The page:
7 Ideas for Kitchen Splashbacks that Break from the Norm
A splashback can become a real feature in your kitchen, so choose a design that stands out from the crowd
Here, in a project designed by Honey Bee Interiors, the splashback makes a stunning key feature. Made from burnished copper, the design stretches to fill the entire gap between the base and wall units, minimising lines and visual clutter.
Because the units are white, the copper really stands out and works beautifully against the black tap, sockets and hob, which swerve any potential clash of different metal finishes.
This polished grey marble splashback is particularly striking, because it reaches up to the ceiling. The material is already beautiful, but showcasing it in this way gives the marble real prominence in this traditional-style setting, designed by Mark Lewis Interior Design.
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A window – or ‘ribbon’ – splashback like this won’t work in every kitchen, but if you’re having a new extension built, or there’s a space down the outside of your existing kitchen, consider this idea.
In the super-contemporary design by F3 Studio, the window acts as a splashback and frames the view of a fence covered in dense foliage. There’s only a narrow space between the window and fence, but the greenery makes for a wonderfully relaxing vista when cooking or washing-up.
The redesign of this kitchen was more of a facelift than a total redo, but designer Karen Knox of Making Spaces came up with lots of touches to make it feel like a brand-new room. One big one was this wallpaper, which came about after Karen suggested removing the wall units. The paper has the space to take centre stage and extends down to the worktops to double as a splashback.
To protect the paper and create a wipeable surface, the area that runs behind the hob is half-clad in iron-free glass (which means there’s no blue-green tint that might otherwise affect the wallpaper colour). If you’re considering something similar, bear in mind that the glass will also need to be tough enough and suitable for use next to a hob.
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An exposed brick wall will almost always imbue a space with warmth and character, especially when the bricks are old.
Here, in a kitchen designed by MAD Martinelli Architecture & Design, that is certainly the case – and the age of the brickwork makes the contrast with the modern, high-gloss units all the more powerful.
Not all walls are suitable for such treatment, though. Firstly, you’ll need to take Building Regulations into account, as the wall may need to be insulated to meet them. Next, the quality of the bricks will need to be sufficiently sound, and they’ll require sealing, too, so they don’t crumble dust into your kitchen. Also, you’ll want to like the colour of what you expose – bricks vary hugely in appearance.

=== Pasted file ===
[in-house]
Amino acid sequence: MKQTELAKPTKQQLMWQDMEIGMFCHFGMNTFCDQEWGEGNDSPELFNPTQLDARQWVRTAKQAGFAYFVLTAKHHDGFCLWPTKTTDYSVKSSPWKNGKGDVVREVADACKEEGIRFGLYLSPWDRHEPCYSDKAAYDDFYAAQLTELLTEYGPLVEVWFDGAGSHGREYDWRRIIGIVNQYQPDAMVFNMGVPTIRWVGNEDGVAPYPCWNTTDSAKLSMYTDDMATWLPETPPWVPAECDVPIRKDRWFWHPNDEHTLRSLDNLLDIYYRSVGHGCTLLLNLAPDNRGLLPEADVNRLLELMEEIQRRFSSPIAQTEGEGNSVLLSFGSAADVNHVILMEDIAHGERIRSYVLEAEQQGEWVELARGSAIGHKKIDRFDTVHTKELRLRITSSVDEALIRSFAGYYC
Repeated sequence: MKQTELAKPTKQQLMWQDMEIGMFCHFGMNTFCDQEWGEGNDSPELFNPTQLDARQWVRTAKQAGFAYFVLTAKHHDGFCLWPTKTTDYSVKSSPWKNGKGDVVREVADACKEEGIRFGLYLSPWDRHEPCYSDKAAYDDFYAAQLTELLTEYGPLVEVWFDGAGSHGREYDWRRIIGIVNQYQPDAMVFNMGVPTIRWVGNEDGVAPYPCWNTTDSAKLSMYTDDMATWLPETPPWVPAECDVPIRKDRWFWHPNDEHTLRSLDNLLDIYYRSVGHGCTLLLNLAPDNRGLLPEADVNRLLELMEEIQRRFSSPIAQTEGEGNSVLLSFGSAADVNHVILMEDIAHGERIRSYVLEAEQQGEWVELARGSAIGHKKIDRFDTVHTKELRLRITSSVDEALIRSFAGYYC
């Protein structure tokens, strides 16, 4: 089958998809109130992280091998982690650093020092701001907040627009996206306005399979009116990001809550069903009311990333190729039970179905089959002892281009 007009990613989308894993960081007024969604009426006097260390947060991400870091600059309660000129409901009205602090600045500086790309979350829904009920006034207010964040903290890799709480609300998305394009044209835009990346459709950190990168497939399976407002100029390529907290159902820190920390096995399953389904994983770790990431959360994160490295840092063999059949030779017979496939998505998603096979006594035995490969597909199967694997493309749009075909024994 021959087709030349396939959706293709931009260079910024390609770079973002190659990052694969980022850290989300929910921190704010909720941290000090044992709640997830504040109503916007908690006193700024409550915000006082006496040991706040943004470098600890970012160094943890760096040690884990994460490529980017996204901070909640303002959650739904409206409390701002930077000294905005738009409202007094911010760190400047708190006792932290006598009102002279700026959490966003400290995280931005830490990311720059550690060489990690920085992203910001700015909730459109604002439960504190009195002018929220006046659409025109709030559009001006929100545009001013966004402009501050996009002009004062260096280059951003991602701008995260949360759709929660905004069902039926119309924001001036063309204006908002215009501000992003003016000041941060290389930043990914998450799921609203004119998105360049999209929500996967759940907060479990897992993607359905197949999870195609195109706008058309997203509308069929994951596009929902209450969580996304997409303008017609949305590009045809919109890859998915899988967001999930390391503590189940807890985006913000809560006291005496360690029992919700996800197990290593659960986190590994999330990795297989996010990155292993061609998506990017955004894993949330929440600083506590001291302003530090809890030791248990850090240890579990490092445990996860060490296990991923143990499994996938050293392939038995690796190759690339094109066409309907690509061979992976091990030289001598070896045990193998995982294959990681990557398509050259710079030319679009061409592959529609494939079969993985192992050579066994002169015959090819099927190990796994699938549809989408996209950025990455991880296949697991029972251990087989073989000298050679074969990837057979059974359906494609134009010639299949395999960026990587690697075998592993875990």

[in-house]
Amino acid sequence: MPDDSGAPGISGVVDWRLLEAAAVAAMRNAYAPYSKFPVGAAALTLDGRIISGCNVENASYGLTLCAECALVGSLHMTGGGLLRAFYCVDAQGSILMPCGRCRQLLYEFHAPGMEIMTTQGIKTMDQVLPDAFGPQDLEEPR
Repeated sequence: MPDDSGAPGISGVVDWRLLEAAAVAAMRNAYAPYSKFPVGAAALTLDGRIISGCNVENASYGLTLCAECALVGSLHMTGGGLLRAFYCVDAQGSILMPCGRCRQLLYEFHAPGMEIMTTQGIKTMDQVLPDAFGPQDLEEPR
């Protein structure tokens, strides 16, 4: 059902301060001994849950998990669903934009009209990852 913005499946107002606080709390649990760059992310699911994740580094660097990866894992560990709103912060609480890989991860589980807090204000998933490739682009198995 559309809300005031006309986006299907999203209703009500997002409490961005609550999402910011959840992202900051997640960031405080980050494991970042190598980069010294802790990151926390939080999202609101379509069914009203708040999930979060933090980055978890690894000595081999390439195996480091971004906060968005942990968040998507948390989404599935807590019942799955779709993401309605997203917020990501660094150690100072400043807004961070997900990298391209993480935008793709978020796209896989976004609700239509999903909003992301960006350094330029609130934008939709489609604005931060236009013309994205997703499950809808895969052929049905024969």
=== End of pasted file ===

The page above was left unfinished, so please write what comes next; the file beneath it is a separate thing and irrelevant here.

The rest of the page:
For an easier option, it’s possible to buy brick slips in any style or colour of brick you fancy. You could then use these almost like tiles to clad a plastered wall instead, and create your splashback that way.
Probably not one for a slick, minimal kitchen, but if a homely feel is your bag, consider this pretty idea.
While plain tiles for a splashback may not be unusual – think of the classic metro in its many incarnations – a patterned design is less common. Here, in the skilled hands of Studio Morton, you can see how effective the idea can be.
A repeated white daisy design on a turquoise and green background provides the colour cues for the rest of the space – the cupboard paint and knobs in particular – much in the way a key artwork often can.
Mirror can be extremely effective as a splashback, as it brings depth to a room, as well as boosting light and creating a sense of more space than perhaps there is.
To also add character, go for foxed mirror glass, as seen in this kitchen designed by Martins Camisuli Architects. The aged, mottled effect introduces interest in the way an antique piece of furniture would, and it can create a nice contrast in a contemporary setting like this.
If you find your worktops are full of stuff, bear in mind that piles of paperwork or the backs of small appliances will all be reflected, too. So ensure your designer takes into account the way in which you use the kitchen and provides you with all the storage (and ideally a bit more) you’ll need.
Which of these splashback ideas would work best with the style of your kitchen (or dream kitchen)? Share your thoughts in the Comments.